Predicting KO for Bute somewhere from rounds 4 through 7.

random sports thoughts

All over the place today..here’s what I’m thinking and doing:

Looking forward, somewhat, to the baseball HOF&M announcement. Never leave out the M for Museum.
I’m sticking with the de facto standard I introduced in a prior post, and also with my top 10.
What I would change re the HOF&M voting is this:
Writers should not get to vote at all. Players and veteran staff, possibly a broadcaster, maybe 1 or 2 in each city fielding a MLB team, who have at least 20 years and current affiliation with one team, should be designated to vote. (Vin Scully in Los Angeles, or John Sterling in NYC, for examples). Those reps should not vote for a player who wore their uniform, just to be safe.
Voting at 75% is fair.
There should be a fan vote to elect one player a year, just like they already vote for the last man in the All-Star Game.
Historians of the game should be allowed at least some percentage of the vote, but should raise the % higher to, say, 90%.
I would not let MLB personnel vote.
Above all, I’d want to eliminate the political warfare that goes on in the voting process.
BOXING: Friday Night Fights returned to ESPN last week. I missed out on reviewing and analyzing the action from last week, but I aim to make up the time by looking at the co-main features for this week’s fights, along with any major fights outside of FNF.

I am gently getting into harness handicapping. I have passively watched standarbreds run for a few years less than I have the thoroughbreds. I caught on early enough, watching Racing from Yonkers or Roosevelt, whoever was in esason, 1130pm, Saturdays. It would air on WOR, channel 9, in NYC, The Roosevelt coverage kicked off with the sounds of BT Express’s “Express” (BROOKLYN, not Philly).    This video has opening to both tracks’ coverage  Stan Bergstein would anchor same-day tape-delay coverage of 4 races of action at either track. I’m still catching up on the history of harness horses and their drivers from, say the mid-80’s.  Here’s footage from a typical show.. (careful! Serious 70’s vibe alert)

Meanwhile, I am reading up articles by Bob Pandolfo, whose articles appear in Daily Racing Form, and some are reprints from his former post at Harness Eye. I gleaned info on 3 specific systems. 2 are based on spot plays, and a third is a point system involving 3/4 and last quarter time. I’m learning quickly about what to watch involving trips, and terms like flushed cover, first over are becoming familiar again.
I am not confident enough to post selections yet, but I am definitely appropriating my thoroughbred knowledge, and we’ll see how I do. I’ll likely look at Meadowlands and Yonkers past performances. In my trial run of studies, it’s taken a bit longer to go through each race, as I’m definitely studying every trip, every horse, instead of select ones between thoroughbreds.
I was successful in the ThoroEnduro handicapping challenge presented by 123racing. Their challenge took place at Oklahoma City’s Remington Park. I was in the running toward the very end, needing a run of placings, at least one a day, from 3 races out of a 9 race card, 5 days a week during the meet. The contest is not all that difficult to score in, given the leeway. I nearly won the top prize of $5000, and it came down to the very last race. For 2nd place, I still win $1000. This is officially my biggest score in the industry. I have to believe I contend, and win, in other contests. Mind you, these are free, not ones I paid for playing. The big boys play in the National Handicapping Tour. If I had the cash, I might do it. Still, I just don’t know if I’m ready; my income status is pretty low and this gambling win comes just in time for bills.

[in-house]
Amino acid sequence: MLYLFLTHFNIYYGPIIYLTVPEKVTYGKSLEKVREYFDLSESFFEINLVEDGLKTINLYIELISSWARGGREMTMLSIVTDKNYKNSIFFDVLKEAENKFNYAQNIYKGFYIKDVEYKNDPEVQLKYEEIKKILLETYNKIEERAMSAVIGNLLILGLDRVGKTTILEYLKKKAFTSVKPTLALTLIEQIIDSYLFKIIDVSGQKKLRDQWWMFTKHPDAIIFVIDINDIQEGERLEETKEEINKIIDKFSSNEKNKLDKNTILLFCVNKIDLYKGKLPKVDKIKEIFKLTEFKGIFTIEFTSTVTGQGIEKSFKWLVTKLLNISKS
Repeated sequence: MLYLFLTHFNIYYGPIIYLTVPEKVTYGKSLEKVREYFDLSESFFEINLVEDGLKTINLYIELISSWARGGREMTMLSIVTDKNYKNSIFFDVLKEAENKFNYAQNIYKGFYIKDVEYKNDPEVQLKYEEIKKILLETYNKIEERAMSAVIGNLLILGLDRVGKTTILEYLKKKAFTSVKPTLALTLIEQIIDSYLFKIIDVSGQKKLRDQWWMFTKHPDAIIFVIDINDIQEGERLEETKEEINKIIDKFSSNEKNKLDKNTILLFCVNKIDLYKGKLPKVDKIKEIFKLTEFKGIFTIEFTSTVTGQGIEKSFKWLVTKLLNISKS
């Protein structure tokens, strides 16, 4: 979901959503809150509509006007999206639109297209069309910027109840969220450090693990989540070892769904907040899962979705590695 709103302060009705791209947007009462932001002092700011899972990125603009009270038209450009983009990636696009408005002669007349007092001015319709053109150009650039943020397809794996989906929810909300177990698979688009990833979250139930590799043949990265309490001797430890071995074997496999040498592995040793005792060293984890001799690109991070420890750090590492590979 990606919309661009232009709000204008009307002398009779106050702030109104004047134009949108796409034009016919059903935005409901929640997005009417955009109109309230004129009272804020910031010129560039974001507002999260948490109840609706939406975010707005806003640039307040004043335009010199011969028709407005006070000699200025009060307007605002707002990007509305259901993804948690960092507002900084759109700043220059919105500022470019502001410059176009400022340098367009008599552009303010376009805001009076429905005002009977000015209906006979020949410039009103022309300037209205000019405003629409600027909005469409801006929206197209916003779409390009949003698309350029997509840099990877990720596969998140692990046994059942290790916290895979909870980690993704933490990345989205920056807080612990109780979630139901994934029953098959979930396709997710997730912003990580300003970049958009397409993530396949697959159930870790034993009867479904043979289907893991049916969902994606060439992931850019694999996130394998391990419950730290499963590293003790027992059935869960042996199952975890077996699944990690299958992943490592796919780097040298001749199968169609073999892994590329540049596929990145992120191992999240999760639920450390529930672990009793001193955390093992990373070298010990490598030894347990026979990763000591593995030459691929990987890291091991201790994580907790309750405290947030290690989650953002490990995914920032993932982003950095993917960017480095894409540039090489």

I’m currently in two contests. One is Public Handicapper, picking wins only, typically out of 4 races on one day. Win and you collect. Lose and you lose $. Again, this is free, and virtual $ is being wagered. So far, I have 5 wins in 20 races, good for a loss of about $6.80. I rank as #1217. Top 20 get prizes.
The other contest is from Santa Anita, called Showvivor. Pick one horse across all 9 races. There are 5 ways to win: Highest win payout, streaks of wins, places, shows, and most wins. My best category is win payout: my pick of The Mad Hungarian at 6-1 on Saturday was good for $13.40. It ranks 95th overall. Just one prize per category. It’s tougher, especially after doing hours of analysis, just to see a horse score or lose. I actually have 3 wins outright, one place, one show in 9 days.
Beyond this, my next conquest will be the 2nd future wager, coming February 6th through 8th.
Not so hot with the college bowl games. Some of the games ended via one score, which really twisted the knife. But I won’t change my system for it. Scoring at 69% for my confidence score distribution,and might finish in the 70’s if the Seminoles win.
It would also get me right to .500 in the straight-up picks.


Here are the boxscores of 4 games, that pitted current playoff teams going against each other in the opposing conference:
W at Niners, week 3
W vs Seattle, week 5
W vs Saints, week 6
L vs Panthers, week 11
no record
no record
L vs Patriots, week 6
L vs Colts, week 5
L vs Colts, week 3
W vs Patriots, week 11

Super Bowl weather right now looks like this: